“Ja!” Screams Marcel Kittel (Etixx) as he leaps back to his feet and cuddles his soigneur after sitting on the tarmac with his head buried in his elbows to await the verdict from the photo finish technicians.
He has every right to be chuffed, he’s just won Stage Four of the 2016 Tour de France.
In theory it should have been one for the smaller sprinters – 600 metres @ 4% to the finish line – not a beast like Kittel but he was the man producing most watts.
What about Mark Cavendish (Dimension Data)?
The Manxman left it too late, boxed in as a wave came across in the blanket finish and he was nowhere – eighth.
And Andre Greipel (Lotto)?
Despite his boys turning themselves inside out for him on the run in, gravity got the better of him and he faded on the uphill drag to the line and capitulated as the gear just wouldn’t turn for him.
That wee French guy? – Bryan Coquard (Direct Energie).
He was the man causing Kittel’s anxiety; the little Frenchman was finishing fastest – his slight build an advantage on the drag – and closing down Kittel rapidly but he died coming into the line and lost the verdict by millimetres.
The former omnium specialist – silver in the London Olympics – must surely win a stage before the race is out?
Peter Sagan (Tinkoff)?
The remarkable maillot jaune put more bonus seconds in the bank taking third spot; he hasn’t finished lower than fourth in any of the four stages thus far – but that’ll change tomorrow.
Has to go to Dan McLay (Fortuneo-Vital Concept) – seventh in this exalted company has to merit praise.
But however much we wish we could tell you that it was an all-action day, it was not – not as pedestrian as yesterday but crushingly predictable nonetheless.
Initially there were seven out front, early – but they came back then four went: Oliver Naesen (IAM Cycling & Belgian), Alexis Gougeard (AG2R & France), Markel Irizar (Trek-Segafredo & Spain) and Andreas Schillinger (Bora-Argon 18 & Germany) – and they were the break of the day getting clear with around 30 minutes riding elapsed.
The Frenchman finally got the mallet with around 40 K to go – Monsieur Biondi in the AG2R car would not be chuffed.
Prior to that Irizar took the only mountains points of the day to protect Stuyven’s jersey on another totally predictable day where the break goes, stabilises (yawn) then gets caught.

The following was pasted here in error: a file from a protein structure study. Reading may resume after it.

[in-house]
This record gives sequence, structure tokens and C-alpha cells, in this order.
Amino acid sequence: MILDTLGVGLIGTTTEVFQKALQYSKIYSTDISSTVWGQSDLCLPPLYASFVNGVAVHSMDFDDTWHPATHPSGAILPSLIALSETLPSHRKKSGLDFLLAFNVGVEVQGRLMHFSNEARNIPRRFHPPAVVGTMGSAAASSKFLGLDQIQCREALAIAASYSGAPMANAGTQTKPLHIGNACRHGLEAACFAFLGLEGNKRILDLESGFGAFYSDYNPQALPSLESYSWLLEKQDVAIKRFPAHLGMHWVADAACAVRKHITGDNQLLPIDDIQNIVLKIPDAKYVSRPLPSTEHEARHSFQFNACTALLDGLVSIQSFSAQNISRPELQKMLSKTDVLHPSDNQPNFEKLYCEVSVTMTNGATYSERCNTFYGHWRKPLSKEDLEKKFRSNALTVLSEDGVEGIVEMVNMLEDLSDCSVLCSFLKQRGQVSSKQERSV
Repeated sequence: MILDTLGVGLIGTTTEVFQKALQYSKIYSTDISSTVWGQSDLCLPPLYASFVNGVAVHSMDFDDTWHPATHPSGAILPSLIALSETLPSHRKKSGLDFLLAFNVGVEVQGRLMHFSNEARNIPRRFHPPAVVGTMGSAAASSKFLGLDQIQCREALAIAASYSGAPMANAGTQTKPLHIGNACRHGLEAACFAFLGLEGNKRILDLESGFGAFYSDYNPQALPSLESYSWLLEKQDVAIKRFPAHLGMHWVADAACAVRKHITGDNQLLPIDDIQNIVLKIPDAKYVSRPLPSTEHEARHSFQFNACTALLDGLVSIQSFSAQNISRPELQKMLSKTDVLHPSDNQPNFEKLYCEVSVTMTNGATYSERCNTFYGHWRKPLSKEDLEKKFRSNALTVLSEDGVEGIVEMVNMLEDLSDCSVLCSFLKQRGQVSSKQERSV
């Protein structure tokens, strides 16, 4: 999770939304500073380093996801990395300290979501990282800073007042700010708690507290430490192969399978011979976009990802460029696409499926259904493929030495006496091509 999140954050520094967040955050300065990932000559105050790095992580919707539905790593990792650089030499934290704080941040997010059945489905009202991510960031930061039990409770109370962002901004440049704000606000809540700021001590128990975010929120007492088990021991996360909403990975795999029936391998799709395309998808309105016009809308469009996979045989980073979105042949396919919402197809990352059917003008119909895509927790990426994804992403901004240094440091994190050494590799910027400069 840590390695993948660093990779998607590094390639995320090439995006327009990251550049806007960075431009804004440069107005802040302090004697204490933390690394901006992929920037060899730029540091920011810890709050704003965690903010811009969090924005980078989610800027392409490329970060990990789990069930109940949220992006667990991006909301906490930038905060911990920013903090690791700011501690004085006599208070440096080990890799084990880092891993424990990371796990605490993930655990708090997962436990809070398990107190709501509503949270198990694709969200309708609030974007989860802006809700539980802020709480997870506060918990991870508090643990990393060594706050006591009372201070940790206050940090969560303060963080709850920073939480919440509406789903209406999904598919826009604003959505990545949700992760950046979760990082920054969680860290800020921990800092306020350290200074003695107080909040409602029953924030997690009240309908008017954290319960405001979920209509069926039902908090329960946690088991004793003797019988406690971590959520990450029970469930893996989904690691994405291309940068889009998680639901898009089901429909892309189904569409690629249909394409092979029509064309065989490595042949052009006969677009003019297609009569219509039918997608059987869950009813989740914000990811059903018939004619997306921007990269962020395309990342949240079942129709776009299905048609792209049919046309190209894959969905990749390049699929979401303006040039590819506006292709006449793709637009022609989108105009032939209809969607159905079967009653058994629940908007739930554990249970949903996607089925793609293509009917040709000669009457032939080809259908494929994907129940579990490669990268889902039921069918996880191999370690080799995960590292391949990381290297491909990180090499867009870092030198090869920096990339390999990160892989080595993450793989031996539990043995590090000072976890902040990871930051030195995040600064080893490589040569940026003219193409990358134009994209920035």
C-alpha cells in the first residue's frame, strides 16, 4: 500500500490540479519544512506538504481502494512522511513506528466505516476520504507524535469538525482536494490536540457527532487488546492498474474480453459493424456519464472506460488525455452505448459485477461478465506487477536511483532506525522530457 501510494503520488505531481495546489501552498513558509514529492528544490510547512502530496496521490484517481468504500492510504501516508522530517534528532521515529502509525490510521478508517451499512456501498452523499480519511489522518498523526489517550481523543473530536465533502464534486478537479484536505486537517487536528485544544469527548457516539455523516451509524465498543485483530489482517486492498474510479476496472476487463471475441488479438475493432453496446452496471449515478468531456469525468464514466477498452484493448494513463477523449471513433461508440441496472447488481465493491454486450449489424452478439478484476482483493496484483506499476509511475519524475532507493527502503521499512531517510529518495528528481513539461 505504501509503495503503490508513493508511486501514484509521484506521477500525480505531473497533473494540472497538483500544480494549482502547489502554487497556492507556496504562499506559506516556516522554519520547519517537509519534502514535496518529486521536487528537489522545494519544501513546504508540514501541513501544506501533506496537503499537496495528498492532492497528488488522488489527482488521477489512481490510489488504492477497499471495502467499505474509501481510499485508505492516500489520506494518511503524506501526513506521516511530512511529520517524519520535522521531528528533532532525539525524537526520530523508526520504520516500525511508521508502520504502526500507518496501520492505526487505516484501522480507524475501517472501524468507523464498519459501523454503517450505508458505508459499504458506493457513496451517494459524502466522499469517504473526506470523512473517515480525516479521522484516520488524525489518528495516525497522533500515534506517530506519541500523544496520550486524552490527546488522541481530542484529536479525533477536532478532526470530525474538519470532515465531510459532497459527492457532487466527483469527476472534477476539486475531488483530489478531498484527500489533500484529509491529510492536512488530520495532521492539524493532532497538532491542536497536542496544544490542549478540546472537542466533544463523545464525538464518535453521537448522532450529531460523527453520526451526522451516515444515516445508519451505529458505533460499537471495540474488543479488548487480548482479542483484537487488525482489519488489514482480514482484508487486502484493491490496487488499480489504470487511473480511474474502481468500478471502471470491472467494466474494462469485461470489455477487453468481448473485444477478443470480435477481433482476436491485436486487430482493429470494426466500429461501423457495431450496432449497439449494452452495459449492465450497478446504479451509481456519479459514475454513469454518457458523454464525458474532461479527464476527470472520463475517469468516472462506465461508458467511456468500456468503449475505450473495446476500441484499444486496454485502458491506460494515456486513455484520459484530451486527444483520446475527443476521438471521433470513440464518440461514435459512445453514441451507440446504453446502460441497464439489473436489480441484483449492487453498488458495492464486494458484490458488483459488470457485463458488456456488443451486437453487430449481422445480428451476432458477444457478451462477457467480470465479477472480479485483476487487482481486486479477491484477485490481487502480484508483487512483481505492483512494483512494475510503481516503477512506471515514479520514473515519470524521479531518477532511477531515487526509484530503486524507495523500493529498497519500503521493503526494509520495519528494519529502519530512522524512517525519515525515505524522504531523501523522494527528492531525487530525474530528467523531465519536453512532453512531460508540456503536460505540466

Around five minutes was about as much slack as the bunch cut the quartet all day before they began to reel the line in – but ever so slowly.
Inside 10 K to go the break was still clear – but only just as the sprinters’ and GC riders teams came properly to life.
Lotto and Katusha for Greipel and Kristoff; Tinkoff for Sagan and Alberto – and Sky move up as the break meets the Grim Reaper with seven to go.
We’re in Limoges now – and it’s Valgren and Kreuziger for Tinkoff; five Lottos for Greipel with Adam Hansen’s narrow ‘bars easily identifiable up front.
Downhill now and it’s so FAST before it drags up at 600 metres to go.
Greipel’s big amigo, Sieberg takes it up for Lotto.
Orica are there for Matthews – but Kreuziger is SO strong for Tinkoff, dragging the peloton at warp speed.
Lotto again now, Sieberg the man, two K now and Greipel still has two men as Sieberg explodes like a burnt out firework going backwards like a brick and causing problems for those in his wake.
Into the final right hander and Etixx are coming, Kittel looks good – they’ve been hiding ‘til now but were slated by their manager, Patrick Lefevre for showing too early in the two sprint stages thus far.
Finish straight now – it’s messy, men all over the road.
Cav is boxed – Kristoff comes early but dies, it’s Sagan now, then Kittel, big and strong and he goes out in front – but Coquard is coming, coming, rapid!
It’s between Coquard and Kittel, they’re both on their knees now as the line comes ever so slowly at the top of this 4% drag.
They kick – it’s a photo finish.
It’s SO close.
Sagan is third, he’s remarkable.
Dan McLay is well there… Big Marcel shouts with joy, it’s his.
He might even get a smile from Patrick Lefevre tonight – but don’t bet on it…
REAL hills tomorrow – six categorised climbs and a huge re-shuffle of the cards.
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